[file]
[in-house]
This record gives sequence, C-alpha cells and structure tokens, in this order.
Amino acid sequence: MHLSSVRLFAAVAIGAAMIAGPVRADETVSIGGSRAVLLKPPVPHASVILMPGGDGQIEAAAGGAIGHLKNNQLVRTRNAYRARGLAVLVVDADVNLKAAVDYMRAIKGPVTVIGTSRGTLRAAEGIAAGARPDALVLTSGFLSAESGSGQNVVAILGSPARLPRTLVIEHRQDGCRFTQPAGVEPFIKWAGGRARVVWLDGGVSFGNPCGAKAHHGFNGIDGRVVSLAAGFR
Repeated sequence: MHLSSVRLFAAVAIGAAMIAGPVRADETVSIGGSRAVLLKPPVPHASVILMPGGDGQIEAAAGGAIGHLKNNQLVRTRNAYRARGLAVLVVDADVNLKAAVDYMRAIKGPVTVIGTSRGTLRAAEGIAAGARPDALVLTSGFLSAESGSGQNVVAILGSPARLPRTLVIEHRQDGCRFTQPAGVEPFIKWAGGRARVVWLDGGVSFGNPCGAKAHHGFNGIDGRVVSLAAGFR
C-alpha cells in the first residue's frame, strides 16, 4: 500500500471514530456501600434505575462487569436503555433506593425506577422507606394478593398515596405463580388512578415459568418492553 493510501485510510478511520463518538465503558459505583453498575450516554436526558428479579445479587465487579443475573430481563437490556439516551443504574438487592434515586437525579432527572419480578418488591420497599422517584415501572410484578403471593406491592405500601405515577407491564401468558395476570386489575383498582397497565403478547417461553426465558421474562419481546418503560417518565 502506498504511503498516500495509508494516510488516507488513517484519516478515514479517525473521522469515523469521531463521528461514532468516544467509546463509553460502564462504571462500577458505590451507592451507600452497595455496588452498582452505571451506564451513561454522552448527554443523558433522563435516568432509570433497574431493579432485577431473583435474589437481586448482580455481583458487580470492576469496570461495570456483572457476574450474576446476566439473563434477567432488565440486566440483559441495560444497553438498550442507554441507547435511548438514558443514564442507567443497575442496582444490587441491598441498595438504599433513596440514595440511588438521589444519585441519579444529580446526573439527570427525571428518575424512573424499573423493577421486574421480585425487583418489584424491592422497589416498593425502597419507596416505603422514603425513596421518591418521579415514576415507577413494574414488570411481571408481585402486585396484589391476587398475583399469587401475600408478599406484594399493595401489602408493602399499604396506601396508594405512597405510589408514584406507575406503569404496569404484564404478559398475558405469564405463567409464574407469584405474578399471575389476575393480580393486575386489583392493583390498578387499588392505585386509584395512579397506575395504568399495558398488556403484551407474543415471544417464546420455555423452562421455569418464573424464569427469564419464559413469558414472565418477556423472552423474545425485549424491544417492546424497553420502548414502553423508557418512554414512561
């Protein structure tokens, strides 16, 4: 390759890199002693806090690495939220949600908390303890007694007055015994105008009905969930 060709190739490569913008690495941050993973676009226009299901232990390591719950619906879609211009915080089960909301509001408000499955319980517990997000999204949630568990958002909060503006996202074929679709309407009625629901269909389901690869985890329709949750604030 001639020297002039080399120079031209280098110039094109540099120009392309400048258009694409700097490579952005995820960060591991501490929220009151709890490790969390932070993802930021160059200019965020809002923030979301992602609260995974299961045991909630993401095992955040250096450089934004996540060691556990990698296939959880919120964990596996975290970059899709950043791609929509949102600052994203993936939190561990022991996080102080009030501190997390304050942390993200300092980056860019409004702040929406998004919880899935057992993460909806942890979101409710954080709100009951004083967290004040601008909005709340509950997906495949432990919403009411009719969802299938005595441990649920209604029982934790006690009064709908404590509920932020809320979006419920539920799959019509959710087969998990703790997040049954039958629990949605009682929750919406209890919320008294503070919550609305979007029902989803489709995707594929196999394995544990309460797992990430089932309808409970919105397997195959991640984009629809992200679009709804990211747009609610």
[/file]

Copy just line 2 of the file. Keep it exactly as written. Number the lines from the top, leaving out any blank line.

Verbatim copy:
This record gives sequence, C-alpha cells and structure tokens, in this order.